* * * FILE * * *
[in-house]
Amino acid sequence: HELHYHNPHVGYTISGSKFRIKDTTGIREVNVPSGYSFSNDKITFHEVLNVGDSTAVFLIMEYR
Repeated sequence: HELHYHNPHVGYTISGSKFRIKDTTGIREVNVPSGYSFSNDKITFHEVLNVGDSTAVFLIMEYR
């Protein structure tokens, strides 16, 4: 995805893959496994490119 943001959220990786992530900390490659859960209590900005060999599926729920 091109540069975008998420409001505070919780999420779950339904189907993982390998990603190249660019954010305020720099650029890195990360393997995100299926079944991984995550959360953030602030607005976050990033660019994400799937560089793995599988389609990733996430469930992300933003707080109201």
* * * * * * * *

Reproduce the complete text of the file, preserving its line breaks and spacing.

[in-house]
Amino acid sequence: HELHYHNPHVGYTISGSKFRIKDTTGIREVNVPSGYSFSNDKITFHEVLNVGDSTAVFLIMEYR
Repeated sequence: HELHYHNPHVGYTISGSKFRIKDTTGIREVNVPSGYSFSNDKITFHEVLNVGDSTAVFLIMEYR
């Protein structure tokens, strides 16, 4: 995805893959496994490119 943001959220990786992530900390490659859960209590900005060999599926729920 091109540069975008998420409001505070919780999420779950339904189907993982390998990603190249660019954010305020720099650029890195990360393997995100299926079944991984995550959360953030602030607005976050990033660019994400799937560089793995599988389609990733996430469930992300933003707080109201």